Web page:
Johannesburg - SADC to intensify its efforts to find a lasting solution to the troubled Kingdom of Lesotho, with the signing of a Memorandum of Understanding (MOU) last week hailed as a milestone that will pave way for establishing the Lesotho reforms authority.
Regional facilitator and South Africa’s President Cyril Ramaphosa visited Lesotho last week to oversee the signing of the MOU.
The agreement was brokered by retired South African deputy chief justice, Dikgang Moseneke, on behalf of Ramaphosa, who is the SADC facilitator for Lesotho.
After he met with the country’s political leaders, NGO’s and traditional leaders, Ramaphosa described the development as a milestone of a process that he began in 2014.
The signing of the agreement paves way for parliament to be opened on 5 August as well as prioritisation of reforms.
Ramaphosa said it was encouraging that all parties were in agreement with the reforms.
“All of them unanimously agreed that there should be legislation that is passed in parliament that’s going to lead to the establishment of a national reform authority,” he said.
Speaking after the signing, Lesotho Prime Minister Tom Thabane said the process was proof that SADC member states can assist each other for peace and stability.
“We have now, for the first time, localised solutions to our own problems as citizens of this part of Africa, to sort out problems that were beginning to look unattainable and problems that were beginning to look as though there was something worth not celebrating. Those problems have, through the diplomacy and the ability of President Ramaphosa, to be solved,” he said.
Lesotho's king Letsie III’s brother, Prince Seeiso, said the most important way for Lesotho to move forward was through reconciliation.
The prince added that he acknowledged that people had been hurt, but dwelling on the past would keep the country in crisis.
Reports from Lesotho say he was the first member of the royal family to condemn government regulations that had forced the country’s wool farmers to export the products through a Chinese-run broker.
“Every time we talk about going forward, we must talk about the politics of the 1950s, 1970, and 1975 – we will not move forward because we keep on looking back. What have we learned about the mistakes that they made? So, we have to make peace with our history and move forward,” said Seeiso.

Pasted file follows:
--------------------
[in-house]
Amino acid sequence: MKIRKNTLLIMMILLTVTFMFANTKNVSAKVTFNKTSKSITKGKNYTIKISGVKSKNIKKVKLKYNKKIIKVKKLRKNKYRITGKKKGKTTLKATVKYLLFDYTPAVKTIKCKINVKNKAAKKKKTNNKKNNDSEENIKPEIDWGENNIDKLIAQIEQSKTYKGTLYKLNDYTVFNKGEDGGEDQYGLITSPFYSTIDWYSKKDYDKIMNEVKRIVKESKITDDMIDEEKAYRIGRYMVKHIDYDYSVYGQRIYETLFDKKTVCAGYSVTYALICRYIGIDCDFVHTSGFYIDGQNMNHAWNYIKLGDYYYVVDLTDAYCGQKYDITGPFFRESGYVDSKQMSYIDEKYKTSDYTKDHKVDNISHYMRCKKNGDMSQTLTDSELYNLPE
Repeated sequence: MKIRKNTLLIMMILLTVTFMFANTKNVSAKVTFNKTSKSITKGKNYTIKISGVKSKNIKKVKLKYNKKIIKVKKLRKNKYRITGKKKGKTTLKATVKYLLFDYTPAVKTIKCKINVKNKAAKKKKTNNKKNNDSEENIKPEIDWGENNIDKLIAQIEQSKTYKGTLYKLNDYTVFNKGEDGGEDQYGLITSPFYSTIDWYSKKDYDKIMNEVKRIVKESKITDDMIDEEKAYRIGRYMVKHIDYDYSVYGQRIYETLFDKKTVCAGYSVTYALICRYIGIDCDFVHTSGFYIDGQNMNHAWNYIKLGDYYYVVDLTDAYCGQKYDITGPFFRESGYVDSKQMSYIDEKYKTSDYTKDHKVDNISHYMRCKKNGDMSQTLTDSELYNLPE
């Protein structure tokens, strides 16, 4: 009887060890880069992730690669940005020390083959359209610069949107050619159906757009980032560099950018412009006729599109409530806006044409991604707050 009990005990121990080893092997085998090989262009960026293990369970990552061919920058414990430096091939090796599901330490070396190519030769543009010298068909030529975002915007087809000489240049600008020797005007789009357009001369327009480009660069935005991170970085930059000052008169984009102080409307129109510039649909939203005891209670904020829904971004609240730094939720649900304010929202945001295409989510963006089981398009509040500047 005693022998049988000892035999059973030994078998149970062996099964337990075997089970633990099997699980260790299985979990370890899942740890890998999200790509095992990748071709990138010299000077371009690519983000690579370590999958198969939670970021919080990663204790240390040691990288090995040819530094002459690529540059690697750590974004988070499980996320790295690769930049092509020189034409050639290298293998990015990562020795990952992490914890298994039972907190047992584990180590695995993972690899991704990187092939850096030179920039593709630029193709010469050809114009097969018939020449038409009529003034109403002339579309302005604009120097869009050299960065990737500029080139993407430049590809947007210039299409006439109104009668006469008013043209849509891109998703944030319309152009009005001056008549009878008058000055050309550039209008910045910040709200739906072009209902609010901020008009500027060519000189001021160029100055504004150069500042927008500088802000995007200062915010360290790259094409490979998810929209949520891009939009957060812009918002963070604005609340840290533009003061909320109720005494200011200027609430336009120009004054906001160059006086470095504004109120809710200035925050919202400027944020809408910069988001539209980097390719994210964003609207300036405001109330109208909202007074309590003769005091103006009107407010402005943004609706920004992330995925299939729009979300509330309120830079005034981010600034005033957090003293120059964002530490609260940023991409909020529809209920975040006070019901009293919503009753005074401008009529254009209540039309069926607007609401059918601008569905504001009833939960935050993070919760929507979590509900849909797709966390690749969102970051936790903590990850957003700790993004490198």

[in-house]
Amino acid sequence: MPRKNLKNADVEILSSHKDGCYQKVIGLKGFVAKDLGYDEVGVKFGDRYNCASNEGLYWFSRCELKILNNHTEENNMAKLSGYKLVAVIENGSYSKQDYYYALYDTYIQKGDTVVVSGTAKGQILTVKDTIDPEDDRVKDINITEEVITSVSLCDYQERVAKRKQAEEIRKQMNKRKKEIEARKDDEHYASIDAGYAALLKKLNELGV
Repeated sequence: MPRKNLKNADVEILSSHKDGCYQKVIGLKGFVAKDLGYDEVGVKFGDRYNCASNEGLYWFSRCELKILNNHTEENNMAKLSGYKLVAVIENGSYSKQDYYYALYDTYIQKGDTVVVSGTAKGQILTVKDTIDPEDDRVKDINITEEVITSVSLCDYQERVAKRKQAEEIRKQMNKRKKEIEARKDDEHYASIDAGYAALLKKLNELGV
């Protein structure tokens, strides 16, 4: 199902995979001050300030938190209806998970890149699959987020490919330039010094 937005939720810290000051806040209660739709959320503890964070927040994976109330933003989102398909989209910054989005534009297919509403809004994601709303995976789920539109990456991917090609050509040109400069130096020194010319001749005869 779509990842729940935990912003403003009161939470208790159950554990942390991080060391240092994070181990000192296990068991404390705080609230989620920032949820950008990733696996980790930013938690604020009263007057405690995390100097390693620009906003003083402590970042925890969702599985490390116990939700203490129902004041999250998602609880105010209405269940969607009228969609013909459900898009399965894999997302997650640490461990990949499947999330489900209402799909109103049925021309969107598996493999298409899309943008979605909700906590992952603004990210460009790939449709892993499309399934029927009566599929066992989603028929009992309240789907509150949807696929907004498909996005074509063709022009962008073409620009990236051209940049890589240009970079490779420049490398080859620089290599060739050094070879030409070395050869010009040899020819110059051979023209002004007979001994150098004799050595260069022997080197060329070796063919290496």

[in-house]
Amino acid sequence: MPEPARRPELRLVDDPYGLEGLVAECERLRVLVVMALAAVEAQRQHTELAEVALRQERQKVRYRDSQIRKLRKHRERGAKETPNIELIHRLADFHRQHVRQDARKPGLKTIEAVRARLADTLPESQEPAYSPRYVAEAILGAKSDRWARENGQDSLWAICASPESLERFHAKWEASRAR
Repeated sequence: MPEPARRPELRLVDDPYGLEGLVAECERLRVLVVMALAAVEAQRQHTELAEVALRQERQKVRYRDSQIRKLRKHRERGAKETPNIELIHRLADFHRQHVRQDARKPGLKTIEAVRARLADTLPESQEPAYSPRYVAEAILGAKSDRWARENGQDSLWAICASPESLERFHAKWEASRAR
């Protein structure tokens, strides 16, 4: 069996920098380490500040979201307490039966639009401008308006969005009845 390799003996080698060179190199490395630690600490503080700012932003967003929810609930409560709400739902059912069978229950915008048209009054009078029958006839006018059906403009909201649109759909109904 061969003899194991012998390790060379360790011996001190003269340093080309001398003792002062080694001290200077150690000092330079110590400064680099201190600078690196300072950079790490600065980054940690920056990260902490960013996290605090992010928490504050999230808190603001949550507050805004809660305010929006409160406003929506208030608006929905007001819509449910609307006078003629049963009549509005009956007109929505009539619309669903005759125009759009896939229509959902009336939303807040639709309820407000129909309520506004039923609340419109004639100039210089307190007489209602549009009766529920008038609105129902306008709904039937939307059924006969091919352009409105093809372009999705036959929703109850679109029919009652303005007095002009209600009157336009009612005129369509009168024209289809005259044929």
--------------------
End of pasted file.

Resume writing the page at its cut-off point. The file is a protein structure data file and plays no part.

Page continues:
He said a truth and reconciliation process was one of the ways to work towards lasting peace in Lesotho.
Meanwhile, the leader of the opposition in parliament, Mathibeli Mokhothu, said they would adhere to SADC conditions for the reforms to be concluded.
“The motion of ‘no’ will be there in Parliament, but the order is the enactment of these structures pertaining to the reforms. We cannot hold the country as a democracy at ransom because of reforms. The entire constitution has to be changed because it allows the depoliticisation of public service and the appointment of statutory positions,” Mokhothu said.
Ramaphosa visited Maseru a week after reports that Prime Minister Tom Thabane had been suspended by the national executive of his party All Basotho Convention (ABC).
That battle for control of the governing party has seen chiefs of the army, police and intelligence warning the factions against deploying illegal militias after armed men in balaclavas stormed the party offices in a busy complex in Maseru.
The Prime Minister, however, dismissed the announcement by some members of his party that he had been suspended for six years.
He told his supporters at a rally outside Maseru that he was the only leader and prime minister.
He described the party’s special conference that suspended him as ill-discipline.
“The rebels must stop it because my patience is wearing thin. I’m the only leader of ABC,” he said.
One of the executives in the rival ABC faction that Thabane unilaterally expelled was his son-in-law Lebohang Hlaele who was elected secretary-general.
He also fired him as justice minister and now claims he suspects he married his daughter to get his hands on the party.
“One day my daughter will regret this. I didn’t establish this party for sons-in-law who want it to be their inheritance,” said Thabane.